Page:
Three winners chosen in story writing competition

Date: Monday 02 June 2014

TWWS story comp web

Three winners have been chosen in a children's story-writing competition organised by our West Scotland regional business and The Herald newspaper. 

Thousands of entries were received and the judges were impressed by the ability of young writers to entertain, move, surprise, describe and evoke a wide range of worlds and situations. 

The winners were awarded prizes including iPads, books and a total of £1000. 

The overall winner, 16-year-old Theresa Peteranna from Inverness, created a beautifully illustrated, haunting version of the Kelpie tale, ‘Two-thirds’, after being inspired by Andy Scott's Kelpies in Falkirk.

She has already penned three books and has been writing since she was about 11, keeping journals and penning fantasy fiction. Her story demonstrated a powerful visual imagination.

Ten-year-old Marni Robertson was a runner-up and winner of the 9-12 years age category, with ‘Extraordinary’, a quirky and comic story of a flying pig who struggles with the fact that he is different. Her tale was triggered by a screensaver one of her friends had on an iPod. Mostly, she said, she loves writing poems about hedgehogs.

Winner of the 5-8 years age group was seven-year-old Daisy Johnston, whose story ‘The Fountain's Revenge’ describes what happens when the dragons on a fountain decide the kids playing around it have been making too much mess.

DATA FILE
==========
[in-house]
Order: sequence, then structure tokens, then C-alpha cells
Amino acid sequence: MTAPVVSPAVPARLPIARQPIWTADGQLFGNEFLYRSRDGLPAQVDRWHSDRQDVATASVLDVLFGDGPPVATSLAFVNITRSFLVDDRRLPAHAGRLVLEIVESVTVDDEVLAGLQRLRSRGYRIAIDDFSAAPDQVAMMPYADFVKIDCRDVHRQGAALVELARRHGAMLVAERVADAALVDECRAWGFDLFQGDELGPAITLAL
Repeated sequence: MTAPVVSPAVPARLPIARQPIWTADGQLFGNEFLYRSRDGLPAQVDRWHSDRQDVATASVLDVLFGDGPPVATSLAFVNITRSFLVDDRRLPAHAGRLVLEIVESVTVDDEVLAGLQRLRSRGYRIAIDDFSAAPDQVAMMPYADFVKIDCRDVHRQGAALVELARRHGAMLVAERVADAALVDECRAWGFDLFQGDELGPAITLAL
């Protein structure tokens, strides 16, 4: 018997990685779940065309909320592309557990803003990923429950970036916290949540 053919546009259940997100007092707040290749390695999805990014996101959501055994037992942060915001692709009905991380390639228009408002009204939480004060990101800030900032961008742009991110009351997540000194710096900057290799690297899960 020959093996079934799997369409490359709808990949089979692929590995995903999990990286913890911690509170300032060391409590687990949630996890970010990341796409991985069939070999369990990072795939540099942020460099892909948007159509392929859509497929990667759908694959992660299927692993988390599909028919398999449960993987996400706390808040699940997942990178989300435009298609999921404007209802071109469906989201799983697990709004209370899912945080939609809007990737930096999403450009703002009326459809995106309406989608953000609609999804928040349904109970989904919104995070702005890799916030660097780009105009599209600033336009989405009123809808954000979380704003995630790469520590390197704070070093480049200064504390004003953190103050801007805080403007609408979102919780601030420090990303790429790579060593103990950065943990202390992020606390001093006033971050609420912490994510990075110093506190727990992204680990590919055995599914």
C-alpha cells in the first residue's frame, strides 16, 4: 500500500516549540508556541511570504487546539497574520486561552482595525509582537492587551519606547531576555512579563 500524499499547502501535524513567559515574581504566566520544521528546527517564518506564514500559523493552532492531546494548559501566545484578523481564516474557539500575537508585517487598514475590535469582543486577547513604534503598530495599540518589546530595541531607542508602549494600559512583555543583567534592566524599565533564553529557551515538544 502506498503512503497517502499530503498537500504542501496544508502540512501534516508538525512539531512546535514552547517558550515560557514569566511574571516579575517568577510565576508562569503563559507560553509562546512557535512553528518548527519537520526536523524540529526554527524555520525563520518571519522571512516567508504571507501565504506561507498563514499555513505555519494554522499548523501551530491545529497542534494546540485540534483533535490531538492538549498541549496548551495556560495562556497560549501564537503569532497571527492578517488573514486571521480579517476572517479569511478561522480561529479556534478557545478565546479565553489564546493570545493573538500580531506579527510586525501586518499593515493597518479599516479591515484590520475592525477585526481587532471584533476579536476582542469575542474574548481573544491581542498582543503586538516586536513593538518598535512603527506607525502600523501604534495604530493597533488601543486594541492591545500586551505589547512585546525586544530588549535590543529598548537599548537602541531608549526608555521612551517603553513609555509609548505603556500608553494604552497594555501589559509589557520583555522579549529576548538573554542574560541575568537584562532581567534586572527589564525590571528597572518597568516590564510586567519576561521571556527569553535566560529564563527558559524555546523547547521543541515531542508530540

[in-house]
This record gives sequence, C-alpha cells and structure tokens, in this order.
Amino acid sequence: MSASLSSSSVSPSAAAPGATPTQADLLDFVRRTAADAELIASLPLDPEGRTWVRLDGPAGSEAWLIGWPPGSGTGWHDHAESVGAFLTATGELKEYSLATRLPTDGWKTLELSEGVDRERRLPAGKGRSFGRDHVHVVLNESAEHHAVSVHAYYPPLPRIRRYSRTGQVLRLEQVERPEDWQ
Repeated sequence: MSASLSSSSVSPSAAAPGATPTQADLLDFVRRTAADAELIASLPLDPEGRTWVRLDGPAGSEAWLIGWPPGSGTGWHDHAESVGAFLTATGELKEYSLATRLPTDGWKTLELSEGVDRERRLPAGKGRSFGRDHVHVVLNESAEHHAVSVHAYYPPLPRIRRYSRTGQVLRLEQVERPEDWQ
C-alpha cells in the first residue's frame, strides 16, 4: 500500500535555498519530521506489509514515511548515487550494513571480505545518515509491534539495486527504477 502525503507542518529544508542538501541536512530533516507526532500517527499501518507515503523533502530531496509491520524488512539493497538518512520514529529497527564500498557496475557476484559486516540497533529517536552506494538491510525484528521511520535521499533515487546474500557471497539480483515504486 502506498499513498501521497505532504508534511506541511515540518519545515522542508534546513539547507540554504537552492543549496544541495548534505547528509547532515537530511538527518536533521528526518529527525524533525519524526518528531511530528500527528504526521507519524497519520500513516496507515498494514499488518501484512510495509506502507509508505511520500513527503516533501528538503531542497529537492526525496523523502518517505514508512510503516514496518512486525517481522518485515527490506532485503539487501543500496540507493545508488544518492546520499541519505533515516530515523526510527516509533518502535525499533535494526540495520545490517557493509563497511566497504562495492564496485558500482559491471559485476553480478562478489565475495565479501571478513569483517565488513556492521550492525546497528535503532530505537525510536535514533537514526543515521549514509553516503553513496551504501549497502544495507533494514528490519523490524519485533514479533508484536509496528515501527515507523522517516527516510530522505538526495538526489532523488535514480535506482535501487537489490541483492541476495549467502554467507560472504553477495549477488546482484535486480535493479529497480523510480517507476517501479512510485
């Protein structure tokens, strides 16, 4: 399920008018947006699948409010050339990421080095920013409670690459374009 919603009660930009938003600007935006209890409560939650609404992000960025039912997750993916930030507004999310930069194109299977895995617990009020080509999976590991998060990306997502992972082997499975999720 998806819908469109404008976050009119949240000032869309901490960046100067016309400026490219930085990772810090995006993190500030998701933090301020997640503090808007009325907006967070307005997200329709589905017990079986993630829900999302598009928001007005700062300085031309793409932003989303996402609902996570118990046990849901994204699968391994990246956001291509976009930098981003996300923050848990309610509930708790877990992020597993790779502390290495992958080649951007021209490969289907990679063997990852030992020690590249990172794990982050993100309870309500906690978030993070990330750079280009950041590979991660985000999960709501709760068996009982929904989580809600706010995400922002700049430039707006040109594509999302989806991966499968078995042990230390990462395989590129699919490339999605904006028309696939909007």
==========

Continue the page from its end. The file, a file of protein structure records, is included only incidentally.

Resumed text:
Audrey Ross, sales and marketing director for Taylor Wimpey West Scotland, was one of the competition judges. She says: "Both myself and my colleague Karen Armstrong were incredibly impressed by the quality of the writing that we saw in this year's short story competition, and we were both overwhelmed by the numbers of entries. 

“It's thanks to each and every one of the children who took the time to be inspired to write a story that our job was so hard to select the three best."

Helen Croney from the Scottish Book Trust, which gave books to the winners, was also a competition judge. She says: "Rating creative writing is very difficult, especially when it comes to children's stories, which are often full of wonderfully inventive ideas.

"This competition featured a very high standard of entries and those who were not shortlisted should not be downhearted - there were many strong creative voices in amongst the submissions, and the best way to develop your creativity is to write, write and write some more."

To read the winning stories in full, click here.